Support for same-sex marriage stalls among both evangelical and mainline Protestant pastors

Church Front

A new study by Lifeway Research revealed a trend among Protestant pastors in the United States in the growing acceptance of same-sex marriage. The report, released in June 2024, shows that only 21% of surveyed pastors currently approve of same-sex marriage, marking a slight decline from the 24% who expressed approval in 2019.

This stability is particularly noteworthy because earlier trends indicated a rise in support, especially among mainline Protestant denominations. However, even within these more liberal branches, acceptance for same-sex marriage has stagnated, with less than half (46%) of mainline pastors voicing approval in both 2019 and 2023.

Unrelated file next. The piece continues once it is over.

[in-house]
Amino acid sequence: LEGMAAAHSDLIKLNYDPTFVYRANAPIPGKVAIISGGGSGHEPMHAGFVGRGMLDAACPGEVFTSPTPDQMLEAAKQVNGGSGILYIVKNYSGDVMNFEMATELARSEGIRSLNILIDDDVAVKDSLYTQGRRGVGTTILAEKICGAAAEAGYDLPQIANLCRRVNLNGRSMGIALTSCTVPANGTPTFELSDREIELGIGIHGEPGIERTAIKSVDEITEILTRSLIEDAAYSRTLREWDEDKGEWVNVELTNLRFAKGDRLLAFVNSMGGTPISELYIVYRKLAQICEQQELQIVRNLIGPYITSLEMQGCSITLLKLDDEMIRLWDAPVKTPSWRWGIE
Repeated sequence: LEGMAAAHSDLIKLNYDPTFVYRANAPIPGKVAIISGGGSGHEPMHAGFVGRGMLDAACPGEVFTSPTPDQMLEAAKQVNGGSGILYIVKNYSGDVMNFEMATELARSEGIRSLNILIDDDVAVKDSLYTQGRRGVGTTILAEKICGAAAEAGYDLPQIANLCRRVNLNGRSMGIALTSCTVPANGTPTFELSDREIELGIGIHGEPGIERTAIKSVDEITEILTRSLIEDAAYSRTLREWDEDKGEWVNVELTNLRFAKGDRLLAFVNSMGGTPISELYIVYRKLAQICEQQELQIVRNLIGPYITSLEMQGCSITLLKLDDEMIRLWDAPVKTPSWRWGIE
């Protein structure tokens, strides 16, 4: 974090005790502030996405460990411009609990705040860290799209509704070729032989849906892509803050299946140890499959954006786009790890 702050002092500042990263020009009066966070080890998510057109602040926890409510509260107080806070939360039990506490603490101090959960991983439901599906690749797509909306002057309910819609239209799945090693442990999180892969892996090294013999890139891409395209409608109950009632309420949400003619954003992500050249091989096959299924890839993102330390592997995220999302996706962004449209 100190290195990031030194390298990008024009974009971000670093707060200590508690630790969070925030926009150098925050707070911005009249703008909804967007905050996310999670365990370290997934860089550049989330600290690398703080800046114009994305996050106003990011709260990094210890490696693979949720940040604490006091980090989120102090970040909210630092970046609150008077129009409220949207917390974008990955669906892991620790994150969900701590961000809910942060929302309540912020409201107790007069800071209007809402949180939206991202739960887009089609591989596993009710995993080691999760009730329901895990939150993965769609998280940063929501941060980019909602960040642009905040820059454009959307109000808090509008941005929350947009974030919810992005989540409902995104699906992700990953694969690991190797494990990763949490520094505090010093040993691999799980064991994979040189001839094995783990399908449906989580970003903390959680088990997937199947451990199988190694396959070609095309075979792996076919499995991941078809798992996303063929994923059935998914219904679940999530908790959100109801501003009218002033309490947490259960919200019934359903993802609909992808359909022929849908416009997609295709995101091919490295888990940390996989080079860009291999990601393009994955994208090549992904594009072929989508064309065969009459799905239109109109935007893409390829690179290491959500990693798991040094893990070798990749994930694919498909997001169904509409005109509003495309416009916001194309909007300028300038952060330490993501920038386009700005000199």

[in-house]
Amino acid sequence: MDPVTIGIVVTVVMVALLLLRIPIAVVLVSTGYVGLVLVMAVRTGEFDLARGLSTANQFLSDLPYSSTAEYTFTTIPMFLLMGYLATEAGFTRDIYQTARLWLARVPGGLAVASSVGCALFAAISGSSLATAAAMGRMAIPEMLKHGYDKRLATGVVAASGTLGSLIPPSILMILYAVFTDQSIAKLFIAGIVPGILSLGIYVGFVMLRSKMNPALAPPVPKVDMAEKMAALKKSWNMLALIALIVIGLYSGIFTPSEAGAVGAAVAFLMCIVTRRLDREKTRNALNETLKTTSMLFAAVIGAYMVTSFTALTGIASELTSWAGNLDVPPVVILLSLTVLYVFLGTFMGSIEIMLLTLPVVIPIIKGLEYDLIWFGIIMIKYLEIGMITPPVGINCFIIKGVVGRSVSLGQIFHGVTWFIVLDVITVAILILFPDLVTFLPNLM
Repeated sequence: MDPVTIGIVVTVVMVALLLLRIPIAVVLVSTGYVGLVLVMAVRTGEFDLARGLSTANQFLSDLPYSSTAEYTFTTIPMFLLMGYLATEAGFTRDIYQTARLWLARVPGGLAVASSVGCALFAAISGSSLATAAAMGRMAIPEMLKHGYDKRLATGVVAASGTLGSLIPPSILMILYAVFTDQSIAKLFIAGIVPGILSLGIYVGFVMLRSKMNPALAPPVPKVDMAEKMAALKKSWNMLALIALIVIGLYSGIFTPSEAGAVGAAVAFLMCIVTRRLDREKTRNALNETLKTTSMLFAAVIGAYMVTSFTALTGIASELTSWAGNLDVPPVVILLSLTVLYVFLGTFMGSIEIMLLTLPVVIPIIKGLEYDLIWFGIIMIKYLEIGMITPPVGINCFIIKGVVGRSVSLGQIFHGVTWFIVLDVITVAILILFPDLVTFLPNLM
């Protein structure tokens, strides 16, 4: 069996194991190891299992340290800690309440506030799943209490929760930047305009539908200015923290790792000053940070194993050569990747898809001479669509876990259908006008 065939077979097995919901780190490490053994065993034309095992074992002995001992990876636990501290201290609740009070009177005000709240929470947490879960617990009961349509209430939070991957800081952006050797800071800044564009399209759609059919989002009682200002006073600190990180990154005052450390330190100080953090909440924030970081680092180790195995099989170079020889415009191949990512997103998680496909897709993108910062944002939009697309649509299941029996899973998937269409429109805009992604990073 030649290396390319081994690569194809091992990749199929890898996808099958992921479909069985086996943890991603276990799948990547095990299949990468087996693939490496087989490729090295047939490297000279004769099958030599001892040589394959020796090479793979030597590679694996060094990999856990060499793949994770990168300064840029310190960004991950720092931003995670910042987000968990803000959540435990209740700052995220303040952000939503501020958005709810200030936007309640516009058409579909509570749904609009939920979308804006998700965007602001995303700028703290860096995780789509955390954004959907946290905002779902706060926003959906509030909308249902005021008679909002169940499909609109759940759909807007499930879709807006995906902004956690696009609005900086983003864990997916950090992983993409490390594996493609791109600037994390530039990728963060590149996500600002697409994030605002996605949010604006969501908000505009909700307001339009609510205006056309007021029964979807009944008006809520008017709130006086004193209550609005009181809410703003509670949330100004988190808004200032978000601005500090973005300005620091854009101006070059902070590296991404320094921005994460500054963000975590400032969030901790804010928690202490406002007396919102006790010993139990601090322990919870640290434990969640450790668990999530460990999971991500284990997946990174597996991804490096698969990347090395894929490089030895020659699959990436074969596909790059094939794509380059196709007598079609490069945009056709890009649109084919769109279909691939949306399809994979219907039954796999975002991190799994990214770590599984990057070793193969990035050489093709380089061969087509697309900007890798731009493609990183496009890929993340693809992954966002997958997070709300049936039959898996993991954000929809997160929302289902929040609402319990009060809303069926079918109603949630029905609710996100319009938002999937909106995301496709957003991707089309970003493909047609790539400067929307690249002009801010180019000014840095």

As one of the reasons for this trend, the study suggests a potential link to ongoing theological debates within denominations. Scott McConnell, executive director of Lifeway Research, points out that “Debates continue within denominations at national and judicatory levels on the morality of same-sex marriage, yet the overall number of Protestant pastors who support same-sex marriage is not growing.”

A generational difference is also evident. Younger pastors (aged 18-44) are more than twice as likely (27%) to support same-sex marriage compared to pastors over 65 (15%). This suggests a potential shift in attitudes within Protestant denominations in the future.

The study also highlights a clear divide between mainline and evangelical denominations. Evangelical pastors remain steadfast in their faith, with only 7% expressing approval for same-sex marriage. In contrast, mainline pastors show a tendency with nearly half (46%) showing support.

While most pastors haven't been asked to perform a same-sex ceremony, the issue remains a significant one, reflecting broader cultural and religious debates about LGBTQ+ in the United States.